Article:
Lowly Lowlife Jesus

Lowly Lowlife Jesus May 4, 2021

Lowly Jesus
Lowly Jesus / Image by Gordon Johnson from Pixabay

Lowly and poor was the village tektōn Jesus, just above the degraded and expendable of first-century Palestine.

How lowly was Jesus? In other words, how low was Jesus’ honor ranking? To find out, we will need to explore village life and rural peasants of first-century Galilee. Forget about the Sunday School pictures and Jesus movies—they aren’t honest to the reality.

Here is a presentation detailing just how low and why Jesus confused everyone when he spoke publicly—

Very Lowly

Jesus was near the bottom of the social spectrum of his world.

According to Context Scholar Richard Rohrbaugh, culture, economics, and politics were dominated by the poleis in the Mediterranean world of Jesus. Poleis is plural for polis or Mediterranean urban center. No, not a city—post-Industrial cities are quite different than first-century poleis.

Despite their tremendous influence, the polis wasn’t where most people lived. In fact, 90 percent of the population lived in villages. These were farmers or workers extracting raw materials. To understand Jesus’ story and who he is, you need to know about the rural groups residing throughout the villages of Galilee.

Ranking Lowly Jesus
Ranking Lowly Jesus / Fellow Dying Inmate (with inspiration from Donato Giancarlo) / All rights reserved

Jesus is to be found among Galilean peasants (75 percent of the total population). Among them were freeholders, tenant farmers, day laborers (ergatai), slaves, and several groups without land. In this last bunch were fishermen, artisans, and various craftsmen.  

Lowly Freeholders 

Among the peasants of Galilee were those who owned and worked their own land. These were freeholders. They survived by farming and whatever nonagricultural work they got in the off-season.

Consider that peasants needed to save seed for the following year’s harvest. Add in fodder for their animals. Also, they would need to trade grain for things they could not produce. And don’t forget about the exploitation of the Temple, the priesthood, the Herodian regime, and Roman tribute in tolls. Ultimately, as Rohrbaugh explains, peasant economic viability in Jesus’ day was precarious.

Peasant freeholders were losing their lands to debt foreclosure in epidemic proportions. The greedy urban elites controlled the courts. And court decisions therefore favored those elites. Could Jesus’ family have suffered the fate of this injustice?

Even More Lowly Tenants 

Imagine that you, a peasant freeholder, have fallen into debt. Drought frequently comes in the Galilee. With poor harvests, your family eats this year’s seed grain to survive. What will you do for the following season? You must borrow seed grain. Now you are in debt.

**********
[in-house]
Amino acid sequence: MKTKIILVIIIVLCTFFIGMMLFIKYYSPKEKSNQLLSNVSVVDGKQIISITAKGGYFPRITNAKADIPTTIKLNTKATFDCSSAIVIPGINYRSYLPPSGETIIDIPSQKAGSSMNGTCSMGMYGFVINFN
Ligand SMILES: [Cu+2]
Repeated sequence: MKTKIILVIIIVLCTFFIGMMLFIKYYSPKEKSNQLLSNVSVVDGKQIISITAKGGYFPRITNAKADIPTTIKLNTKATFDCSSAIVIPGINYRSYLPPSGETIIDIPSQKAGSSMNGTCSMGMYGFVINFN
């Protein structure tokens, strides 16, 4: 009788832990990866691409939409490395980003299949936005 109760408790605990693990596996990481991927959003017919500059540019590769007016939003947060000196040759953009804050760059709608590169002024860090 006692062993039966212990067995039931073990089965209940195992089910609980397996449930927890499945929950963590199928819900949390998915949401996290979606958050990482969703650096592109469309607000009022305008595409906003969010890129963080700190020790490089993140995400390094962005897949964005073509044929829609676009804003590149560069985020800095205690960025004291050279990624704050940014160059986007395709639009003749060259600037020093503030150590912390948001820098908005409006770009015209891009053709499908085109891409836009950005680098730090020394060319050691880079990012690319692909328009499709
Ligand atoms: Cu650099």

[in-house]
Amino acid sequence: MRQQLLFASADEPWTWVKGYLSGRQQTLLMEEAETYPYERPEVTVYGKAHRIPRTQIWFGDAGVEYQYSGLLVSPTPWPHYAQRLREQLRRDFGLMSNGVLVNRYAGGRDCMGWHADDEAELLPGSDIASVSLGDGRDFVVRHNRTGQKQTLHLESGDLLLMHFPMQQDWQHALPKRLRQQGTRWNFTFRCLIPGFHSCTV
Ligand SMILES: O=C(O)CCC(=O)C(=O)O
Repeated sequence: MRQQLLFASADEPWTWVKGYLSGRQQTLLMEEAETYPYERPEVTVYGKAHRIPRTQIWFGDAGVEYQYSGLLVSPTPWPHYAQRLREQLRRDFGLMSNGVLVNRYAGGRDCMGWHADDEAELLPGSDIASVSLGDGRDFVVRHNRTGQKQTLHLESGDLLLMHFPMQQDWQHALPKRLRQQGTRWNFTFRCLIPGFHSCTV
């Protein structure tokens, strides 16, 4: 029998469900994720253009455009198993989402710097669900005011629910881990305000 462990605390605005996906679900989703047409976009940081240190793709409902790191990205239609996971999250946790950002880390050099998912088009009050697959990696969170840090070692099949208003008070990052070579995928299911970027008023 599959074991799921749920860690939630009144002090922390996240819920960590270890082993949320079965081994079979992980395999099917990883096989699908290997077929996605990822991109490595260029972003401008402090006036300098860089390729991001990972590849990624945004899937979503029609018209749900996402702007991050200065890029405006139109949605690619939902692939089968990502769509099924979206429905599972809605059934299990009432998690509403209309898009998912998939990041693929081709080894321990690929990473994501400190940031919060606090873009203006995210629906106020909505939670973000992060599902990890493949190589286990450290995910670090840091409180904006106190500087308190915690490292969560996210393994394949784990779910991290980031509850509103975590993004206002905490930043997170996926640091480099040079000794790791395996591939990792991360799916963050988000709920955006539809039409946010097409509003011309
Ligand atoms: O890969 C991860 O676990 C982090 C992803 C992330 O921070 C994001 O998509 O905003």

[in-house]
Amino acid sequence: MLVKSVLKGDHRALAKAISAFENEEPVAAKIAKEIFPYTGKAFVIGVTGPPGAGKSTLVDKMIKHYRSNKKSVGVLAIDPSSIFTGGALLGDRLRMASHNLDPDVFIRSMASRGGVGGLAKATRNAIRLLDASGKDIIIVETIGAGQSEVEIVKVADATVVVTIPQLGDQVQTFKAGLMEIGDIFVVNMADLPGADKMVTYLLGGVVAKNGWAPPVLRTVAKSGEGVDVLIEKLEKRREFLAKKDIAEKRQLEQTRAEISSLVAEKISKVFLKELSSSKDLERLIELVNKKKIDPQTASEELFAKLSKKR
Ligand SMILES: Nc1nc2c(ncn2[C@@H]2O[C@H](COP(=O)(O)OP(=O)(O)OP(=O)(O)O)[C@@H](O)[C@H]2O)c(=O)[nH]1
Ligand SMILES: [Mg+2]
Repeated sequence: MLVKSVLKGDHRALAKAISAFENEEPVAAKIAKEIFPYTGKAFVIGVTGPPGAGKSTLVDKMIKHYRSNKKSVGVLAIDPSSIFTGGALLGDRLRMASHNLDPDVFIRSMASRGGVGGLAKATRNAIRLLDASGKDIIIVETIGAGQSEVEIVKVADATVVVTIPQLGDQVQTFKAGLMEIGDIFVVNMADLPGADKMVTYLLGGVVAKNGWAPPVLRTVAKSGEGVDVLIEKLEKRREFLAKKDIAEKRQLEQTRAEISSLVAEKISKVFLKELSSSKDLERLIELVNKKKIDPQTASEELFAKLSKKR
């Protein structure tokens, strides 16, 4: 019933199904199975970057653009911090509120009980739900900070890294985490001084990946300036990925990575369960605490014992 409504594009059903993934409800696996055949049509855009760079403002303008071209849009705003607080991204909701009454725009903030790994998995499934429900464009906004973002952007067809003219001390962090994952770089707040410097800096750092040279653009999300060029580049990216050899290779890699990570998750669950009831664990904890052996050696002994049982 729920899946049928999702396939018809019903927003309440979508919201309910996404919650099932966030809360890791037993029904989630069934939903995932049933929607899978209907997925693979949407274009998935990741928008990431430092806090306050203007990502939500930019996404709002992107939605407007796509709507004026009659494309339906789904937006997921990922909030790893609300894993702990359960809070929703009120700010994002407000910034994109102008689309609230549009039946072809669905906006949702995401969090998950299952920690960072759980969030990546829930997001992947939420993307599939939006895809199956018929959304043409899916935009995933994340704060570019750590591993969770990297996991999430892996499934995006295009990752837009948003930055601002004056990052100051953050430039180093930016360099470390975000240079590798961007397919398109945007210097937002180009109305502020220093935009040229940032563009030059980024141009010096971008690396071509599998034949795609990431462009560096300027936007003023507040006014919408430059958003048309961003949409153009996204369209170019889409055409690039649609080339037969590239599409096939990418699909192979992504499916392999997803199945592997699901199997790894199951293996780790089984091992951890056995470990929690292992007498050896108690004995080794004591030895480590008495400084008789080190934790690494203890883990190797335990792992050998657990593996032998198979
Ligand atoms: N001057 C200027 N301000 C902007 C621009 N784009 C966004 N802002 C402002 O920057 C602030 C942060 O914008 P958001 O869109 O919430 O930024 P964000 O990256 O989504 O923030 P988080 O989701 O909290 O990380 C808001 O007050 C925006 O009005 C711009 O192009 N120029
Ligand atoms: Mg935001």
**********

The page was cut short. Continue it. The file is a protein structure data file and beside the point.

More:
If this pattern continues, your land will be taken from you. In Jesus’ day, many former freeholding peasants had become landless tenant farmers. 

Scribes wrote contracts to favor the elite lenders. How could peasants, illiterate, respond? Do you understand why labor violence pops up so frequently in Jesus’ parables? It was an everyday occurrence to Jesus and his audience.

Maybe the contract was for one year, or maybe for a lifetime. Rohrbaugh explains that payment could be provided in various ways, ranging from money to a percentage of the harvest. Fixed rents could go as high as two-thirds of the crop. Disastrously, according to David Fiensy, entire villages (like Qawarat Bene-Hassan) were consumed. All residents became tenants for a single elite landlord (see The Social History of Palestine in the Herodian Period: The Land Is Mine, p. 84).

Even More Lowly: Day Laborers & Slaves

Galilee knew plenty of day laborers and slaves. They worked harvests, but Rohrbaugh and others list them as barbers, bathhouse attendants, messengers, manure collectors, cooks, and construction workers.

Landless day laborers were very near the bottom of the honor scale and socioeconomic profile of Herodian Palestine. They were known to drift into towns and poleis looking for work. Urban centers always needed new labor. As Rohrbaugh and others explain, this wasn’t because of growing economic opportunity. Instead, it was due to the enormously high death rates among the urban poor.

Other Rural Groups 

Near the bottom of village peasant life, but above the unclean, degraded, and expendables, we find Jesus and his inner circle. Here are despised fishermen and herders and the artisans—craftsmen, weavers, and potters, blacksmiths and carpenters. Artisans had to travel to find work, especially if from a tiny hamlet like Nazareth. Itinerant people were universally considered social deviants in antiquity. Such workers were ranked extremely low on the social scale.

Only the degraded and expendables were below Jesus, and we know he was always in contact with them.

Why Does This Matter?

So here is Jesus. Here is the Holy Family. Remember that at Eucharist. Bring this to mind in your devotions and Rosaries. And that, finally, brings us to Jesus, the village tektōn. Legend says that Jesus’ family were specialists at making yokes for oxen. As Dr. Rohbaugh says, if this corresponds to the historical Jesus, he would have been near the poorest and lowliest among Israelites.

Much of Christian history has robbed us of seeing Jesus (and Mary!) as they were. Why do you think that is?

Consider this: there were no schools in Nazareth. And why would Jerusalem elites want to foster a literate peasantry? On the contrary, it was their advantage to keep reading and writing limited to the very few. Therefore illiterate peasants memorized the Scriptures. They knew the Scriptures through repetition. 

Beware a congenial Jesus.

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